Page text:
And he will be a wild man; his hand will be against every man, and every man's hand against him
Florida is one of those places where wild men, or more accurately from the Hebrew, "wild asses" have a lot of presence. Looking, county by county, precinct by precinct, you can see how much influence place of residence has on one's voting choices. In a sea of red, virtually any county having a university is blue, for instance, but life is more complex than that and there are many factors that affect what kinds of people vote in certain ways. But Florida is not much different than the US in general other than that Florida is usually quite near 50/50 in any election and so small differences have a big influence on elections.
CNN.com posted some fascinating data yesterday; the sort of thing that delights a Freakonomics fan eager to see correlations between things we don't ordinarily think about as well as those things we usually do. Sure, some of the categories are tautological. Conservatives and Republicans vote red. That white men tend to be red and white women only a bit less so, isn't surprising either, but the way income plotted against political leanings varies by income bracket surprised me, at least. It's not quite true that more money makes for more red leanings.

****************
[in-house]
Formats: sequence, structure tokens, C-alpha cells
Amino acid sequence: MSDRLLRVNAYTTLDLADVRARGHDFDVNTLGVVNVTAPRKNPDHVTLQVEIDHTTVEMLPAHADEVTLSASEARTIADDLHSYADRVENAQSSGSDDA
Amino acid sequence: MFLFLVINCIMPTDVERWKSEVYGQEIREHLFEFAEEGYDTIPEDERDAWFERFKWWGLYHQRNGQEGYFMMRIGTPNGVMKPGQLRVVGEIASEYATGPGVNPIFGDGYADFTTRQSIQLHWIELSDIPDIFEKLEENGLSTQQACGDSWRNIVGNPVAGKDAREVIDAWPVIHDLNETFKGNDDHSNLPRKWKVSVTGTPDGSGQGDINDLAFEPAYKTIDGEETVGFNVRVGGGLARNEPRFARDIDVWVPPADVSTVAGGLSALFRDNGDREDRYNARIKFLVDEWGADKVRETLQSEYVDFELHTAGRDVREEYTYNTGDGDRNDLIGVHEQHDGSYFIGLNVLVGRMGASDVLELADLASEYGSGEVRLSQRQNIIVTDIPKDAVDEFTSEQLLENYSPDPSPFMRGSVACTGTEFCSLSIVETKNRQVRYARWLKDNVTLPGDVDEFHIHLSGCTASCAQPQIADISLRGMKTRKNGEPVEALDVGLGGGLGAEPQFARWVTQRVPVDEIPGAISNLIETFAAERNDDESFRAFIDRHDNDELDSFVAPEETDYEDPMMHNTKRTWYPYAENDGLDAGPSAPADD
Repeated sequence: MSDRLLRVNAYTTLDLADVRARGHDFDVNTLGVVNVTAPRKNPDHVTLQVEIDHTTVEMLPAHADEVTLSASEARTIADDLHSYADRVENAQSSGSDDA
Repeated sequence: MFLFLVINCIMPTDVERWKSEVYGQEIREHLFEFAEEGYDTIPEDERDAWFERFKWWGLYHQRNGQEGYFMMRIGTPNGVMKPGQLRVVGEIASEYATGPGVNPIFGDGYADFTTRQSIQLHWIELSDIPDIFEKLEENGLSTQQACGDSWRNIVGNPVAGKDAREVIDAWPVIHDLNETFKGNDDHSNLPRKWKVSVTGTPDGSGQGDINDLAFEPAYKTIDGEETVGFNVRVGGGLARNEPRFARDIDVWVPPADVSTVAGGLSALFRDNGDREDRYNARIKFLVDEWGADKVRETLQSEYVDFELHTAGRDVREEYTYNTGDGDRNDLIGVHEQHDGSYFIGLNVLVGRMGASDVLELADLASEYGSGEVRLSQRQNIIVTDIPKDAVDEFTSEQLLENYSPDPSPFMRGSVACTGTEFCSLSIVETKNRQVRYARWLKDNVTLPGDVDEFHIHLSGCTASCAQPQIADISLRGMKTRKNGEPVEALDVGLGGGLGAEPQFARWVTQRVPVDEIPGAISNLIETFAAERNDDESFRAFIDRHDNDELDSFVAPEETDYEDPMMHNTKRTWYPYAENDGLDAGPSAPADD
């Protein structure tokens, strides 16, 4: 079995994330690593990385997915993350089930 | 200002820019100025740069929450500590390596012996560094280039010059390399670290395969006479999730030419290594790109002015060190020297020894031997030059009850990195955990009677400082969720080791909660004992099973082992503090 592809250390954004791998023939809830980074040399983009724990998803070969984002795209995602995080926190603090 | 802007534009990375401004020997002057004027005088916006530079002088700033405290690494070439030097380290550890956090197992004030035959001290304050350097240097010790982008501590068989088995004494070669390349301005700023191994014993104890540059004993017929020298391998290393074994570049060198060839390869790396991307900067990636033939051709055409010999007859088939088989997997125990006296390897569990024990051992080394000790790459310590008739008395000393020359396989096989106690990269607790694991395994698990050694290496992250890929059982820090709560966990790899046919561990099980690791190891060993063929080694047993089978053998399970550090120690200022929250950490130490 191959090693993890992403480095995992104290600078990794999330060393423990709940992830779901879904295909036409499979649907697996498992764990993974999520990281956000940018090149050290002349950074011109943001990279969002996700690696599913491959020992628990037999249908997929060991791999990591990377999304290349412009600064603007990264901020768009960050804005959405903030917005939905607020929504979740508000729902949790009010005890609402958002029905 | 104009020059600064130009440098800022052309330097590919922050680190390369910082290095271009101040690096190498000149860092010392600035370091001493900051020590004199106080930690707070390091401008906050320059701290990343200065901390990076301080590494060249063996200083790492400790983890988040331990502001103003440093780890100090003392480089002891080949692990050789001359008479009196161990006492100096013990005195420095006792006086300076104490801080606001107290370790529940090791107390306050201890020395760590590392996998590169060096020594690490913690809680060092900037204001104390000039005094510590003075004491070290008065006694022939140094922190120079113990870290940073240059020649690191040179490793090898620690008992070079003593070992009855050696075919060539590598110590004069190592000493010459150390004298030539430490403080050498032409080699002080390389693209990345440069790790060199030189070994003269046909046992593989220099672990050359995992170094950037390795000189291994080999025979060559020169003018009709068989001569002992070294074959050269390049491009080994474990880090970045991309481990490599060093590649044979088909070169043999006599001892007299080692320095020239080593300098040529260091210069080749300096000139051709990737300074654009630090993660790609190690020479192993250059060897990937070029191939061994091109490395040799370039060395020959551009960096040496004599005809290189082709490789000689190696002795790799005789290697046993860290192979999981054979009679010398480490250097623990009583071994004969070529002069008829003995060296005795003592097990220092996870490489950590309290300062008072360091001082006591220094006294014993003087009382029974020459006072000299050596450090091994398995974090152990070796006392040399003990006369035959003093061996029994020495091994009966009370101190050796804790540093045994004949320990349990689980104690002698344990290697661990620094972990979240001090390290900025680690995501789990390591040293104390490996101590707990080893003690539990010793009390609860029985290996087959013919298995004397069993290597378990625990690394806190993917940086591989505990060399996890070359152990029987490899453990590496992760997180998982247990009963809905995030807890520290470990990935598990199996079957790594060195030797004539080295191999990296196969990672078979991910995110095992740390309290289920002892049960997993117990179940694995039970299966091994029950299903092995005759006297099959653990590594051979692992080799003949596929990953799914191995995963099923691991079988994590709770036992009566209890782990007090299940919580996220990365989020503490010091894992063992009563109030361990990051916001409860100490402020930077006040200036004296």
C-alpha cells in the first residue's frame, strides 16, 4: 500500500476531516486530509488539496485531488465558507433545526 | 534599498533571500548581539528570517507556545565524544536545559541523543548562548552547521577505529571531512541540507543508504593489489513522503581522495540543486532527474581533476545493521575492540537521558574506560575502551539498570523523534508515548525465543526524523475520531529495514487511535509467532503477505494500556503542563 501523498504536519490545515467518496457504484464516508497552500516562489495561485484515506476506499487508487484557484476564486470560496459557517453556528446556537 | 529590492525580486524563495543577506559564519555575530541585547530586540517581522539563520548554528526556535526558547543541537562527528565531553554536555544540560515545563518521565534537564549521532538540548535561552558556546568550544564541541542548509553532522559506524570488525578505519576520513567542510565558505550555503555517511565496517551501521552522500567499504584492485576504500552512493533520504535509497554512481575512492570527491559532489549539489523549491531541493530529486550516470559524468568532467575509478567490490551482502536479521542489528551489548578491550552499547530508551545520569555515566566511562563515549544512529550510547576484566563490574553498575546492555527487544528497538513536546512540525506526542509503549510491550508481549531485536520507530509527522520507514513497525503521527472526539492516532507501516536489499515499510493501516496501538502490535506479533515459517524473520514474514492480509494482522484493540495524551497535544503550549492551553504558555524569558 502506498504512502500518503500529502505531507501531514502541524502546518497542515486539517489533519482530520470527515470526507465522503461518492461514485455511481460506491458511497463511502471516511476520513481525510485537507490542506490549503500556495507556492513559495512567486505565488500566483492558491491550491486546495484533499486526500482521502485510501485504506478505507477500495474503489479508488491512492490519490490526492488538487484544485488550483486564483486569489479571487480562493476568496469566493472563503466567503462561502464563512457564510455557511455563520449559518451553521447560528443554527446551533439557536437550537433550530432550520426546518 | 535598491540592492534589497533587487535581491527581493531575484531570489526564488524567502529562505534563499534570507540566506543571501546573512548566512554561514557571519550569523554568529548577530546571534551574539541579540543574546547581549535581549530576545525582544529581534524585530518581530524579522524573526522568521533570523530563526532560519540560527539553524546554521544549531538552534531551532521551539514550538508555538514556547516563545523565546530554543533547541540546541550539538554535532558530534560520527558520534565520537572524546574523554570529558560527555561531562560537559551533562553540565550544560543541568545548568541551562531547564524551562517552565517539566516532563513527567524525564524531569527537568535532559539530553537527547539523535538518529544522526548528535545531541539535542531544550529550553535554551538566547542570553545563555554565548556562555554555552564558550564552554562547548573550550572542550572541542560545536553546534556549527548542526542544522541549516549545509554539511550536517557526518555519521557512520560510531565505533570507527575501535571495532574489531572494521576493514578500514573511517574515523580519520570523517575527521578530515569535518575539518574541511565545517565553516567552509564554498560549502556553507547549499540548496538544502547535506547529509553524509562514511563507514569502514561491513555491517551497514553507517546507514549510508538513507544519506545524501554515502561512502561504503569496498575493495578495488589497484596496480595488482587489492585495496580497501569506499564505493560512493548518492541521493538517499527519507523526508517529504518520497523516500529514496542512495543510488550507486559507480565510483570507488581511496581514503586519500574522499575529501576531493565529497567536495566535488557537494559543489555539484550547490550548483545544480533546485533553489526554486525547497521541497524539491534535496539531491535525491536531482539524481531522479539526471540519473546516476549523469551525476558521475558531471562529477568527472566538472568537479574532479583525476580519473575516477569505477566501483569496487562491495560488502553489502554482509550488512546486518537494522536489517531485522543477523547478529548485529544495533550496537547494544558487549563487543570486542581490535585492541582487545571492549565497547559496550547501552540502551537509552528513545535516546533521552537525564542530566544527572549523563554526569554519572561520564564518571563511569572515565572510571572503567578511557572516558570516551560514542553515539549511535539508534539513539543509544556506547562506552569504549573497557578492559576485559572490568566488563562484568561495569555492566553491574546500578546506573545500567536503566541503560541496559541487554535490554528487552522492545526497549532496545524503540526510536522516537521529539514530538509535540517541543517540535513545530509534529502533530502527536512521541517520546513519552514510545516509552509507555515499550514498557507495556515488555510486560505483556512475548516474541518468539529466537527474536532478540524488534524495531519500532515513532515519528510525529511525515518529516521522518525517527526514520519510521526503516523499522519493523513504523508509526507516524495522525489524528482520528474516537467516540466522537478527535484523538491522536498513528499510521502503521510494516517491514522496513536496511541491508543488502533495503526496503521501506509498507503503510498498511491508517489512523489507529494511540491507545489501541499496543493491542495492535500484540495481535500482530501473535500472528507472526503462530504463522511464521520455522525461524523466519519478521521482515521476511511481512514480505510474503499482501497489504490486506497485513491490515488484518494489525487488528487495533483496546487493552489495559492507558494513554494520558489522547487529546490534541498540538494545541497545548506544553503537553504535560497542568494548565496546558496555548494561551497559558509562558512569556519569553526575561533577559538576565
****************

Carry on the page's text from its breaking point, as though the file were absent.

But age is a very strong factor with those over 65 being substantially more Republican and those under 30 being even more strongly biased the other way. Not much surprise at all there, nor is racial identification Vs. politics surprising even if it's possibly the strongest correlation. People identifying themselves as white are about 69% red Vs. about 7% for claimants to African-American status.
But the one of so many factors that screams for attention and doesn't get enough of it I think, is that religion, or religious identification seems to be one of the most dominant factors of all and that if you want to predict how someone will vote, asking what group they identify with and how often they attend functions will give you a good prediction. In terms of religious fervor alone: if you never attend services, you're 62% likely to be blue. Go more than once a week and that drops to 36%.
Call yourself Protestant and you're 42% likely to be blue, but Catholics, not surprisingly to me, are closer to 50% Liberal minded. But lump Jews, Muslims, Buddhists and others together into "other" and any one of those others has a whopping 74% chance of voting blue. Atheists? Almost the same at 70%. The name you call God, if you in fact believe in one, may have more influence on your choices than all the reasons you give yourself regarding economic or foreign policy.